A beginner’s guide to using ‘smart drugs’

A beginner’s guide to using ‘smart drugs’
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“Smart drugs,” also known as nootropics, are drugs and supplements that purport to boost creativity, memory, concentration and motivation. The pursuit of productivity by “hacking” one’s health is happening everywhere, but perhaps most notably in Silicon Valley where many of Dr. Molly Maloof’s patients live and work. Maloof, as seen in the documentary Channel film Smart Drugs, is a physician who specializes in helping professionals from engineers to start-up founders biohack safely.

Here, she answers some of the most common questions about cognitive supplements.

Who is using smart drugs and other cognitive enhancers?
Molly Maloof: It seems to be mostly people in their twenties and thirties. I started using nootropics in high school.

Why are they choosing to do this?
MM: People are always looking for new ways to boost performance and gain a competitive edge. Nootropics have gotten a lot of buzz, and they’re generally easy to obtain.

Why are they so accessible now?
MM: The ease of ordering off the internet — and the amount of education available online.

What’s changed to spur the trend toward nootropics?
MM: Tons of sellers. The dark web.

What’s the biggest myth about cognitive supplements and smart drugs?
MM: That they somehow work better than consistently doing the basics like exercising, [focusing on] nutrition, sleeping and reducing stress.

What are the biggest dangers people need to be aware of?
MM: Quality control is almost nonexistent; it’s super easy to get bad stuff with all sorts of additives that could be harmful or get something that isn’t even what it says it is. Before you take any particular drug or dietary supplement, you should consult with a doctor and do thorough independent research.

Who should not be experimenting with smart drugs?
MM: Anyone with a serious psychiatric disorder or a history of psychosis; anyone not willing to accept the risks or side effects — things like headaches, insomnia, mood imbalance, digestive upset or even lucid dreaming; and anyone who has not thoroughly educated themselves on these risks and side effects.

What are the main health benefits to using cognitive enhancers?
MM: Generally, people pursue them for greater calm, increased flow state, greater focus and more creativity.

Is there any scientific research that proves using smart drugs is effective?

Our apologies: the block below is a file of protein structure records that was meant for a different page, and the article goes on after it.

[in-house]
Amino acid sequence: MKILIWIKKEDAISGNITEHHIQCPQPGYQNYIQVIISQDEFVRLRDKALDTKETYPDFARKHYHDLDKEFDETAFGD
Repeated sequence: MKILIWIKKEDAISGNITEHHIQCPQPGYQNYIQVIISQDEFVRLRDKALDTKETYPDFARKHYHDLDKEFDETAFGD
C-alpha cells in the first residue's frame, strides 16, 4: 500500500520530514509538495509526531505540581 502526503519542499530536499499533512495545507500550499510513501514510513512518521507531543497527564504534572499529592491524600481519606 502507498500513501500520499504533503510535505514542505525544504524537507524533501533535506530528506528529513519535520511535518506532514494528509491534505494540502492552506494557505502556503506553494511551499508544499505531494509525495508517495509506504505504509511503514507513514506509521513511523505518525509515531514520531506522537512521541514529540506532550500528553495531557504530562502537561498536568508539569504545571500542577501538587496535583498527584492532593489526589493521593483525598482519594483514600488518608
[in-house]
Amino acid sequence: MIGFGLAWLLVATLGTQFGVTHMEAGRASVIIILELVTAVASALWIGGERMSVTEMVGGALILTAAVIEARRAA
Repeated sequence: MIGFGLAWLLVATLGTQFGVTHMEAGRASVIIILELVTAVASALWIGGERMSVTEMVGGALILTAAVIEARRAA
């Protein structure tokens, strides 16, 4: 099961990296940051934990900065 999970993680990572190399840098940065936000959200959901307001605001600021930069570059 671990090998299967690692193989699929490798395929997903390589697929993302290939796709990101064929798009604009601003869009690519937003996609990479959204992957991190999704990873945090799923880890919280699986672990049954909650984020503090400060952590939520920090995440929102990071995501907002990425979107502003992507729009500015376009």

MM: Nootropics are an interesting and potentially very useful class of drugs, but they need further research. Basic science research is used for marketing hype, but it doesn’t establish that the drugs actually work.

What are the most popular drugs and supplements out there?
MM: Theanine; magnesium; phenibut; caffeine; GABA; CBD — which is definitely psychoactive; racetams; choline derivatives; 5-HTP; and tryptophan.

What advice do you have for someone thinking of using smart drugs?
MM: Focus on lifestyle first. Nootropics are just detailing on the car, but you can get a whole new car with better diet, exercise, stress reduction and sleep.

What’s the best way to hack our brain?
MM: I take magnesium every day, which improves brain health and may have some ability to boost cognition. Most of the people I see in my practice are deficient in magnesium and need to supplement with it. And I use one of the most popular smart drugs, caffeine, every day. Arguably, most people are addicted to caffeine. But personally, [I think] life is better with coffee and tea.

Where can people find reliable information about smart drugs?
MM: You definitely have to do your research. I would say Neurohacker Collective, [which makes] Qualia nootropics; Baze, [which makes] personalized supplements; and Perfect Keto, since ketosis is a cognitive enhancer, are among the most reliable sources of information.

Watch Smart Drugs on the documentary Channel.

[Editor's note: Many nootropic drugs and supplements are not regulated by Health Canada.]

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